Vaginas don’t have Homes/Dream of Apples

Two sisters, Dishani Roy and Ritamvara Bhattacharya, compose poems in sync. Here’s a jugalbandi of two intense poets and their poetry of protest. A Different Truths exclusive.

Vaginas don’t have Homes

My body begins in my stomach-
A storm that aches,
It harbours empty despair.

My navel is my mother’s only proof,
My blood is always my father’s.
Greater things, they say, are always for men,
But, my mother must never die-
For, while the power of the burning pyre eats me slowly, my navel smirks;
And the sky that looks down upon me…                            
Is a man,
Clouds, however, are women,
Clouds dance, clouds rain,
Clouds don’t have homes.

Rainy days are scary,
His finger tiptoes up to my barren breasts,
He calls it pleasure.
Clouds growl, I scream,

He still calls it pleasure.
The flesh near my navel, he cuts and tears,
The same blood…my father’s blood escapes from the navel,
He doesn’t care.
I’m convinced-
Women possess blood, only when impure,
Only when conquered,
Only when defeated.

I plead, I threaten, I shout,
This is not my kingdom,
I am not a king;
I forget, mankind is only kind to men.

My vagina resists,
My father’s blood flows from within me.
My father calls it pleasure, over and over again.

Clouds are raining pain.
I am too.
My sister giggles.
The other room is unsafe too, I am afraid.
She yells with joy, “It is raining,
It is raining.”

It is raining, indeed.
Petrichor has always smelled sweet,
Blood is sweet.
My father rejoices.

I lie unconscious,
Like mother had been.
Father’s face, gradually, blurs,
His pant is always loose,
He refuses to stitch.
I refuse to stitch too,
I let it bleed.

Now, now…they are carrying me… there, where my mother resides,
My father cries…pretends for the second time in his life,
He is not lonely, I swear;
My sister remains,
His last prey.

Clouds growl,
In shame.
It is raining.                                                              

I am being over.

My little sister cries too,
Her tears more true.
She prays to God.
She doesn’t know-
God is a man…
God is a man too,
And, that vaginas don’t have homes.
For, we are not kings;
Mankind is only kind to men.

My mother and I…
Yes, we…are vagabonds now.
We are free women.
But, does ‘free’ always mean ‘homeless’?
I do not know.

My sister prays, still.
In a place, she calls

©Dishani Roy, 5.5.2016


Dream of Apples

I peer into this room
and the door closes
Where am I?
this is my space

I am a coiled rope
that you hanged yourself with
tired of looking at the sky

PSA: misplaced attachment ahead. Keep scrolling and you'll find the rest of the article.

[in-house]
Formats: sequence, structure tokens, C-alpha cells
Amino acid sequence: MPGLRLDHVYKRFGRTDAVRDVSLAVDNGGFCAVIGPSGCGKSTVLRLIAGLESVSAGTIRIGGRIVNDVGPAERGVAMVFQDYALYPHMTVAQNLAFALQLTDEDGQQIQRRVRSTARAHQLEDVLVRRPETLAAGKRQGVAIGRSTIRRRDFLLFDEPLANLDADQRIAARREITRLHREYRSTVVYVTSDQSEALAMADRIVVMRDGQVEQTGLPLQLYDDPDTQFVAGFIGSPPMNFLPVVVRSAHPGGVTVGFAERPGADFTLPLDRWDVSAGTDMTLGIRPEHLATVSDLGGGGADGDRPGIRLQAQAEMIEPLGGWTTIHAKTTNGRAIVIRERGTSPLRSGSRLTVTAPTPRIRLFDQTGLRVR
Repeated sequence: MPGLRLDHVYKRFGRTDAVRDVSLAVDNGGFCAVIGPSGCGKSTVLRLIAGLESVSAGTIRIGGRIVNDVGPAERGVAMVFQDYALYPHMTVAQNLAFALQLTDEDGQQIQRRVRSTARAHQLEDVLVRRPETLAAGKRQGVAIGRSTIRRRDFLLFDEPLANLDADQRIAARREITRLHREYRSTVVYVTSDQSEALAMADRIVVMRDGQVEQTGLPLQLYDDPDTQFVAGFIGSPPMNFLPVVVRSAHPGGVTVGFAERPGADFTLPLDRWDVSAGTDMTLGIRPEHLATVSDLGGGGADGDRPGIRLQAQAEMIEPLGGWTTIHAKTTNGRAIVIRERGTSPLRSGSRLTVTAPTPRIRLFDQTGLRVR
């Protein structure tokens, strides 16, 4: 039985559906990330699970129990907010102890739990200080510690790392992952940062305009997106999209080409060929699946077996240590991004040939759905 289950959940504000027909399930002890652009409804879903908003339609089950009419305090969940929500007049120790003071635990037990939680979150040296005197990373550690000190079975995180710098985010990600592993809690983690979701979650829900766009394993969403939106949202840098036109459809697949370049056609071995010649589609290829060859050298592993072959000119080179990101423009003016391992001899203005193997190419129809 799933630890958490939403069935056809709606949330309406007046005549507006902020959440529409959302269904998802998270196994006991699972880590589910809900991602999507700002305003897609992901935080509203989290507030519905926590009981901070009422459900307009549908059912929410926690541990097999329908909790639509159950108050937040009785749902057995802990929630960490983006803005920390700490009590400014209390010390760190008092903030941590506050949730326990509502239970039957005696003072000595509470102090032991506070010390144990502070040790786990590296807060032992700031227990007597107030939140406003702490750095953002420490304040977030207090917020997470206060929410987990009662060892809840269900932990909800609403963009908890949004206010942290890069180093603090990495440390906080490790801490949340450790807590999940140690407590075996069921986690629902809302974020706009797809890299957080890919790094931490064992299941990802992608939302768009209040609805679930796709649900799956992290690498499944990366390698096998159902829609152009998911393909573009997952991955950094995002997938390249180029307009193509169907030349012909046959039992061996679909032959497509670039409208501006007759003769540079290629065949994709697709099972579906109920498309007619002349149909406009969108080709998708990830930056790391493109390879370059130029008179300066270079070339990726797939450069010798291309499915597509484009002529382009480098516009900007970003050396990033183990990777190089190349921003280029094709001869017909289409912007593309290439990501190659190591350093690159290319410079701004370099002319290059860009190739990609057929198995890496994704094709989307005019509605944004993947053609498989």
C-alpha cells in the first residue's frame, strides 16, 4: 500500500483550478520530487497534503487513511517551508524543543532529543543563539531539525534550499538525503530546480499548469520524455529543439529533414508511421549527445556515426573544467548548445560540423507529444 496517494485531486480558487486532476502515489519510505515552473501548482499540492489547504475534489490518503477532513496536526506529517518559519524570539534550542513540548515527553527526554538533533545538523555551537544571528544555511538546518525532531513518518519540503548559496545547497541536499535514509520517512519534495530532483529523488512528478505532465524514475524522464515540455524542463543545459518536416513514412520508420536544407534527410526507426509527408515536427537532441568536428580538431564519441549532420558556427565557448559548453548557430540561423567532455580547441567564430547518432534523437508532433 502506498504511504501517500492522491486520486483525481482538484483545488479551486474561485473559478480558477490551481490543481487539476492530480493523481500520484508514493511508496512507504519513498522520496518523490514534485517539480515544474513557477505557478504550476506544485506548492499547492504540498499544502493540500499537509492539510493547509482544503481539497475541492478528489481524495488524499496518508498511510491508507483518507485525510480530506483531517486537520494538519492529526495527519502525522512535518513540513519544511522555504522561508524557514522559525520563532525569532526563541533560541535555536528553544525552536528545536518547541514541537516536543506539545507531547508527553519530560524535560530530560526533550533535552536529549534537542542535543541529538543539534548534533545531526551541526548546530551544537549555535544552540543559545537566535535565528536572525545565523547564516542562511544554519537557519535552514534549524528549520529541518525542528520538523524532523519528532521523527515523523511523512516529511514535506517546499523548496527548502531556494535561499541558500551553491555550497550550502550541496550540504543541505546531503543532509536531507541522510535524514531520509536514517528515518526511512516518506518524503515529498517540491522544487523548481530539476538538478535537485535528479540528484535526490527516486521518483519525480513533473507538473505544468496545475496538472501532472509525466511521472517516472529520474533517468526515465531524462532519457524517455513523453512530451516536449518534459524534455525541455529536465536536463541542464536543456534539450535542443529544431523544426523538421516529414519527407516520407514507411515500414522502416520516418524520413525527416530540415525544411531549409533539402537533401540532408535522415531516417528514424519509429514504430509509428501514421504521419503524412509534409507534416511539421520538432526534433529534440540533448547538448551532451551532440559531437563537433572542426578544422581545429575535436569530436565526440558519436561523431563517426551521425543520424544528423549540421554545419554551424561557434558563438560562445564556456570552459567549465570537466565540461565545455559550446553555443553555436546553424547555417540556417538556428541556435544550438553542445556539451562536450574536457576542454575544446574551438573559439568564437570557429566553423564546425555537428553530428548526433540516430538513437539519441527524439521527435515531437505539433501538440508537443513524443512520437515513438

The sky loomed you down.

Two Tahitian Women is an 1899 painting by Paul Gauguin.

Two Tahitian Women is an 1899 painting by Paul Gauguin.

Father’s voice was a thunder
after ma and you
were vagabonds
lifting heavy legs
on and off
in the quiet soft grass.
Baba used to stand at the forehead of the staircase
and echo the blood through his voice.
I never touched your veins
but yes I am the intense shadow of your tears.

The trees were wet
after you were gone
The rain sluiced through the gutter
wanting for some stories.
I press my navel
You say there is the root of my identity
I am but a woman
I discard.
Yes I am a woman
I have blood
I will give birth
to my baby
in the septic tank
but not die as a vagabond.
My womb never smells petrichor
as yours.
Yes there is my home
I am not a vagabond
I don’t wander as clouds
Clouds dance and rain
I do rain but I sprout
in the sorrel darkness.

Your little sister
whom you left
with a stable of gold
in her home in her prayer in her tears
Your little sister
stitched the barren apple tree
with tempting fruits.
He plucked her raw red womb
He crunched crushed his teeth                        
A gap between his tooth!
Yes your sister
has got him fallen
She is not dead
but a fistful of ants
at dawn chew
raw red apples
She is your sister
with a coiled rope
and a serpent’s mouth.

©Ritamvara Bhattacharya, 5.5.2016


Dishani Roy writes under the pen name of Mui and the three-lettered name describes her innateness. She is a sunny, vibrant and gleeful girl in her teens. She is a student of Sudhir Memorial Institute, Kolkata and is currently, in the twelfth standard. Her poems touch the range of mellowness of Autumn to the deep abyss of the silent winter and again it embraces the haunting cries of the sonorous cuckoo in spring. She has earned her name in Performance poetry and has been ranked second in the recently held Kolkata Juke Box Performance poetry. Mui writes to birth silence in boldness, to paint thoughts and to embrace life.


Ritamvara Bhattacharya

Ritamvara Bhattacharya

Ritamvara Bhattacharya writes from a darling's heart, Darjeeling. She believes in what Sylvia Plath said, "And by the way, everything in life is writable about if you have the outgoing guts to do it, and the imagination to improvise. The worst enemy to creativity is self-doubt." She writes for the pleasure of doing so. She writes for the 'I am' in her heart, a voice that creates ripples and sensation
Ritamvara Bhattacharya

Latest posts by Ritamvara Bhattacharya (see all)